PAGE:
President Bush will veto the recently passed intelligence authorization bill over restrictions on CIA interrogation techniques. He will explain the veto in his weekly radio address, claiming that it takes vital tools away from counterterrorism agents during a conflict when such tools are most needed. The conflict sets up a showdown with Congress, in the presidential election, and with a media apparently determined to misreport it:
President Bush today will veto legislation meant to ban the CIA from using waterboarding and other harsh interrogation tactics and will argue that the agency needs to use tougher methods than the U.S. military to wrest information from terrorism suspects, administration officials said. …
Although long expected, Bush’s formal move to veto the bill reignites the Washington debate over the proper limits of the U.S. interrogation policies and whether the CIA has engaged in torture by subjecting prisoners to severe tactics, including waterboarding, a type of simulated drowning.
The issue also has potential ramifications for GOP presidential nominee John McCain (R-Ariz.), a longtime critic of coercive interrogation tactics who nonetheless backed the Bush administration in opposing the CIA waterboarding ban. The Democratic presidential candidates, Sens. Hillary Rodham Clinton (N.Y.) and Barack Obama (Ill.), both support the ban, though neither was present for last month’s Senate vote for the bill that Bush is to veto.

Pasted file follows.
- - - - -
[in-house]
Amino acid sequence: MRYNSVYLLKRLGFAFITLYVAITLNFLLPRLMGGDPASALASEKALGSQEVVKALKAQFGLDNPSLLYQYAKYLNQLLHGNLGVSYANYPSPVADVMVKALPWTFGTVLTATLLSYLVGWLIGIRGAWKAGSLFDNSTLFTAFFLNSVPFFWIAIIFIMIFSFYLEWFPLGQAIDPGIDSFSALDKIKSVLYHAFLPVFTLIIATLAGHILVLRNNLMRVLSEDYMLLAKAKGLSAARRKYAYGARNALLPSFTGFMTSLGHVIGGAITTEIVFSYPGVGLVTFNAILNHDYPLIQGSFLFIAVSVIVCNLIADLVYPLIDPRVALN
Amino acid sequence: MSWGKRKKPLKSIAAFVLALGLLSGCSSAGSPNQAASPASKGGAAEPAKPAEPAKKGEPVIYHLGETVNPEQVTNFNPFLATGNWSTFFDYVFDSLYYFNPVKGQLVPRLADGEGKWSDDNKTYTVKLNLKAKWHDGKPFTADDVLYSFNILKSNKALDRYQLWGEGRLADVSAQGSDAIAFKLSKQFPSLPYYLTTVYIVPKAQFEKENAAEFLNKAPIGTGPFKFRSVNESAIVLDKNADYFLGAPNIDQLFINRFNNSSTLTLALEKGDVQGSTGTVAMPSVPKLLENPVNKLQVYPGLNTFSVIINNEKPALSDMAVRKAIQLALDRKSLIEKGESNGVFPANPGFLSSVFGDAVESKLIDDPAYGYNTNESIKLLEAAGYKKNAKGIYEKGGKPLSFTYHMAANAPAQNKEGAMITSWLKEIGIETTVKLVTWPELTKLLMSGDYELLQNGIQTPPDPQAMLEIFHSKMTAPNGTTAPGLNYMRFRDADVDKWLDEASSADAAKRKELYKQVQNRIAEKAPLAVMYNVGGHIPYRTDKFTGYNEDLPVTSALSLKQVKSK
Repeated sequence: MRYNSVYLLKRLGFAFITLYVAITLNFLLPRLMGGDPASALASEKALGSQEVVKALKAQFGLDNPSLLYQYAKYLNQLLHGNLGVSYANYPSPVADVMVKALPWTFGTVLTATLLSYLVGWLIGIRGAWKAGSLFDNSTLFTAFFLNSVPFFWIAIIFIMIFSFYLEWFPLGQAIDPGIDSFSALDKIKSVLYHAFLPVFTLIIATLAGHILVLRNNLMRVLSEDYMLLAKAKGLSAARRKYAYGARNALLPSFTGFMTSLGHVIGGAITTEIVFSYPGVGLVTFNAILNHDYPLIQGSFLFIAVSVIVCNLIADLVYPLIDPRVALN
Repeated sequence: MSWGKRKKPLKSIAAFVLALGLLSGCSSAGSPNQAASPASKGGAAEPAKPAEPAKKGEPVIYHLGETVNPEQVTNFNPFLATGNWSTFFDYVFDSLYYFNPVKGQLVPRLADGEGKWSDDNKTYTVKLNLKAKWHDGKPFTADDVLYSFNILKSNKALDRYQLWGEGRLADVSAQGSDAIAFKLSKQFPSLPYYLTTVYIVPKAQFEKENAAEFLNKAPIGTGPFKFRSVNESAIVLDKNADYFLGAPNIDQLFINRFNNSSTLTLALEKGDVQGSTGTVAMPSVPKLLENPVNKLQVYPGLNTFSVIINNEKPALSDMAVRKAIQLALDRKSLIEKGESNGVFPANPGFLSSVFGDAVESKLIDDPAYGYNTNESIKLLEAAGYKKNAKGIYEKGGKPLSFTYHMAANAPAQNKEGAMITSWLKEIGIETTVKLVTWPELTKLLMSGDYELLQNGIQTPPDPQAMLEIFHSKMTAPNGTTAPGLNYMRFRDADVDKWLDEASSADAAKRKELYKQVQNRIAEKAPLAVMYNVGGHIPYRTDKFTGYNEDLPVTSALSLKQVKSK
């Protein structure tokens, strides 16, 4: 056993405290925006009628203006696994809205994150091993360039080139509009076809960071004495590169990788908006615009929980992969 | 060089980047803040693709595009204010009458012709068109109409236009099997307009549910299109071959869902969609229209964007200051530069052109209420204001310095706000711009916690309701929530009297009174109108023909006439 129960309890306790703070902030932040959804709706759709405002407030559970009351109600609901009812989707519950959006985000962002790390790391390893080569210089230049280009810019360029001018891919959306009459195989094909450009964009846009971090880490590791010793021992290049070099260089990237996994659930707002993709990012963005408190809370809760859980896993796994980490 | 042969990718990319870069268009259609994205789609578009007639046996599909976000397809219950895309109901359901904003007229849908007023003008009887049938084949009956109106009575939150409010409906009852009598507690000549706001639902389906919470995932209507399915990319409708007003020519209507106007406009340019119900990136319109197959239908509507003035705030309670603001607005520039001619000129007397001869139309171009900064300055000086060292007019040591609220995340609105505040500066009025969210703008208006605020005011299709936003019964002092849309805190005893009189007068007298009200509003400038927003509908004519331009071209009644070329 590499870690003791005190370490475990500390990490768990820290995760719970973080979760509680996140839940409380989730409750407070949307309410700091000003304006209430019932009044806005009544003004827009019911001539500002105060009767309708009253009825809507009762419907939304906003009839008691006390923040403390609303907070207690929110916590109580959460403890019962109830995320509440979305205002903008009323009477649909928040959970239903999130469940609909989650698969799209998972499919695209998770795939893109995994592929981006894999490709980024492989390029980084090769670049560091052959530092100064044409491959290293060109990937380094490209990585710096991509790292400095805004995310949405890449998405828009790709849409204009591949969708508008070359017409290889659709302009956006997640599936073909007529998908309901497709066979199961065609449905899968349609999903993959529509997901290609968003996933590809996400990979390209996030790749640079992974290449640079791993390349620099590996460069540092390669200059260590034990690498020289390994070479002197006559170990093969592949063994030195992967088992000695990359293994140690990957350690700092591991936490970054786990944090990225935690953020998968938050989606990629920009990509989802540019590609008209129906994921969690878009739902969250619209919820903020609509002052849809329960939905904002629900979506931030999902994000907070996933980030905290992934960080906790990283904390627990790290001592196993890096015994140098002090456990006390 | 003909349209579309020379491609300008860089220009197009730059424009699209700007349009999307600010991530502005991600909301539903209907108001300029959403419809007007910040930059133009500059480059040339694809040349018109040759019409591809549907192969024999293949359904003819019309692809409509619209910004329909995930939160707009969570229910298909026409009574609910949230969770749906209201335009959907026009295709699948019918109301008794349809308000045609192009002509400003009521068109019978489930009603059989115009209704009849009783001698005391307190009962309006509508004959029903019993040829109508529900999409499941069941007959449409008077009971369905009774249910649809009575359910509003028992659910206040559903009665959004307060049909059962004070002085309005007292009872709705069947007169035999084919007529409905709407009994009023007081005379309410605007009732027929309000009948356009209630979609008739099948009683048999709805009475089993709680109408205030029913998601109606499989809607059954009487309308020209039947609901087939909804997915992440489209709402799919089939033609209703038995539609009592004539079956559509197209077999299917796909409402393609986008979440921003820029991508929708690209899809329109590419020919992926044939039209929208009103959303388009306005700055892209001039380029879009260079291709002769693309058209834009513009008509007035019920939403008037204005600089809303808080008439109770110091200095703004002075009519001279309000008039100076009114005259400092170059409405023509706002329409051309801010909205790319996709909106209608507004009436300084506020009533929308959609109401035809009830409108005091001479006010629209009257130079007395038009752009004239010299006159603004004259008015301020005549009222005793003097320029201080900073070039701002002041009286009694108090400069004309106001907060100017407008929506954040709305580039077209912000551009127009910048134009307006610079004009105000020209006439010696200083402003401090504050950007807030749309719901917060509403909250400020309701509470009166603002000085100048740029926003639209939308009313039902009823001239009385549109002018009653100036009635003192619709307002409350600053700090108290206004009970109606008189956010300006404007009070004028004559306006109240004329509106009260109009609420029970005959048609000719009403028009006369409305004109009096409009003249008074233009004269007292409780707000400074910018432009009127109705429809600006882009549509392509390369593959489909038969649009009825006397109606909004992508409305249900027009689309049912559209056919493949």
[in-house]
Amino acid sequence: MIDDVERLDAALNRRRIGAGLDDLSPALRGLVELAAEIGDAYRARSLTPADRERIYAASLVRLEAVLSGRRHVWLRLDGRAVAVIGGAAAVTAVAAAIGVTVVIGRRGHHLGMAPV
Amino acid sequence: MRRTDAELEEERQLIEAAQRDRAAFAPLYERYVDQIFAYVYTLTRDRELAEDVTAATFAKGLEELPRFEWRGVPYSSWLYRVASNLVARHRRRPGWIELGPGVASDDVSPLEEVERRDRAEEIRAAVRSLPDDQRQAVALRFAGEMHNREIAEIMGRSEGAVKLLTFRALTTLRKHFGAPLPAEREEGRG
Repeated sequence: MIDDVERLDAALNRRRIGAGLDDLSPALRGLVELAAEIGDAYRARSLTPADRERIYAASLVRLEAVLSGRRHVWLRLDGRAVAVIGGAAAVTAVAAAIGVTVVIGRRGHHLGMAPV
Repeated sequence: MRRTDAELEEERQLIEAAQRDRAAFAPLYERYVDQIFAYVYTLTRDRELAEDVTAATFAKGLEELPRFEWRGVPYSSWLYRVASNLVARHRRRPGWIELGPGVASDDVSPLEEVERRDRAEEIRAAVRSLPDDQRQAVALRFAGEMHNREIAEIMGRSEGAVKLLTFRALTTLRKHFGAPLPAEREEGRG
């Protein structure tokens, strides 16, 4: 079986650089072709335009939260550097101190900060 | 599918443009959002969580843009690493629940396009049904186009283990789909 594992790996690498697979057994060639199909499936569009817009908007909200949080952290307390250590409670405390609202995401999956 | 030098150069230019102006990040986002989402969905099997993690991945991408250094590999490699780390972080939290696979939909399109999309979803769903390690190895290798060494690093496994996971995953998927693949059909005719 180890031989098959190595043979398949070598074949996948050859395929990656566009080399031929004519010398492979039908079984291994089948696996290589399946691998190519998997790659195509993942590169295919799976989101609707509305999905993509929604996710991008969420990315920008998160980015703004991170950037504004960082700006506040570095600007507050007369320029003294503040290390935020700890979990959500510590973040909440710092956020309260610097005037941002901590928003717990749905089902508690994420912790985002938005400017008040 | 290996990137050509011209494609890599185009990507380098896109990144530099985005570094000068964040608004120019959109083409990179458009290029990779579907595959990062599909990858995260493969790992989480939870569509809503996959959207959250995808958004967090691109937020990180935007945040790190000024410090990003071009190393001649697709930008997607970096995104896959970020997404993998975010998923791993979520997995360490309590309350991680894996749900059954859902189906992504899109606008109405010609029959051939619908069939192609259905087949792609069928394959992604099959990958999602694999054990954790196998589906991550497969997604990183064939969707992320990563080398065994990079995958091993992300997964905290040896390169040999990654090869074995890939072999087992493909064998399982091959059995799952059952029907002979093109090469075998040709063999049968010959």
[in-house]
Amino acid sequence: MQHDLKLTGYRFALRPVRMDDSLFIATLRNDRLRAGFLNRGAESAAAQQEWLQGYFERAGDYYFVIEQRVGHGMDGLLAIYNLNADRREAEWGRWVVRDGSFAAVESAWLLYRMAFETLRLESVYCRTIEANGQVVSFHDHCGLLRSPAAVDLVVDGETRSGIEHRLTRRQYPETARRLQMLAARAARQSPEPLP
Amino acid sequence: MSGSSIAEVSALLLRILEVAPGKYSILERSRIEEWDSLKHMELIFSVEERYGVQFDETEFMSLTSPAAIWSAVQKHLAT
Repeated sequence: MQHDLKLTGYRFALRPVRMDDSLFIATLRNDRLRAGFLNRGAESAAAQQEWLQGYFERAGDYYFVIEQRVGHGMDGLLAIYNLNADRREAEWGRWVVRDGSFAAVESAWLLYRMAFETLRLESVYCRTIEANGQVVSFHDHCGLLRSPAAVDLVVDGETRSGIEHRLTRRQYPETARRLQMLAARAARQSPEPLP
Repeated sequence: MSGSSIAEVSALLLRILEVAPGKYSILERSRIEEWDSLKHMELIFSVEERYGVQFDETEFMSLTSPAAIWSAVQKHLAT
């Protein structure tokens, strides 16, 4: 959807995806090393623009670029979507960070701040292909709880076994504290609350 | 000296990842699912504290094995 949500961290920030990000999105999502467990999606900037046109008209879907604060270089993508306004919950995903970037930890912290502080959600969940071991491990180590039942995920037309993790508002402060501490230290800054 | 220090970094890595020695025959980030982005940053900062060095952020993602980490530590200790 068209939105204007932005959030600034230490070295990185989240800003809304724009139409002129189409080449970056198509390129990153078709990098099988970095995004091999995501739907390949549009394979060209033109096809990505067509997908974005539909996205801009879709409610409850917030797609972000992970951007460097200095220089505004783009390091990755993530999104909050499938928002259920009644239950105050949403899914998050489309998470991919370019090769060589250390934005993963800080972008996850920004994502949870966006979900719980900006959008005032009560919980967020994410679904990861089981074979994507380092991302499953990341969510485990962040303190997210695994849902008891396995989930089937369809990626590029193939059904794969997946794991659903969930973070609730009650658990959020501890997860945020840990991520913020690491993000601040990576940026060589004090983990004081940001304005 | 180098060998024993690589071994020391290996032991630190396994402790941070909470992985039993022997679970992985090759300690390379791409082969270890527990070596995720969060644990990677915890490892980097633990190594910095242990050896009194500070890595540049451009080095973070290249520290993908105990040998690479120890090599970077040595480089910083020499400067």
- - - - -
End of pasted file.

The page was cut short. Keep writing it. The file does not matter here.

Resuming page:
The legislation would have limited the CIA to using 19 less-aggressive tactics outlined in a U.S. Army field manual on interrogations. Besides ruling out waterboarding, that restriction would effectively ban temperature extremes, extended forced standing and other harsh methods that the CIA used on al-Qaeda prisoners after the Sept. 11, 2001, attacks.
John McCain absolutely did not support waterboarding, and the Post misrepresents the issue entirely. John McCain supports the veto not because he supports waterboarding, but because McCain believes it already to be illegal. He has made this plain ever since this bill came to the floor for its vote. His bill in 2006 already made the practice illegal, at least in his opinion, and the portion of this bill that addresses that is superfluous.
More than that, McCain sees it as dangerously limiting to the CIA, for two reasons. First, the Army field manual applies to a different set of circumstances than the CIA faces, primarily because the Army faces a different enemy in the field and has a much different mission than the CIA. The AFM appropriately limits the actions of its interrogators, but it isn’t the ur-text of what constitutes and doesn’t constitute torture. Just because a method doesn’t make it into the AFM doesn’t mean that it’s torture under international convention.
Secondly — and this can’t be said strongly enough — it is wildly inappropriate to publish the limits of interrogatory technique for the CIA. That should be left to the imagination of our enemie, again for two reasons. One, the publication allows our enemies to prepare themselves for the limit of the techniques published, making successful interrogation much more difficult to achieve. Second, having the limits remain unknown allows fear of what might happen to make less-intensive techniques more effective.
McCain opposed the bill for these reasons, not because he supposedly reversed himself on waterboarding. The problems with this legislation don’t involve techniques as much as it involves strategic stupidity.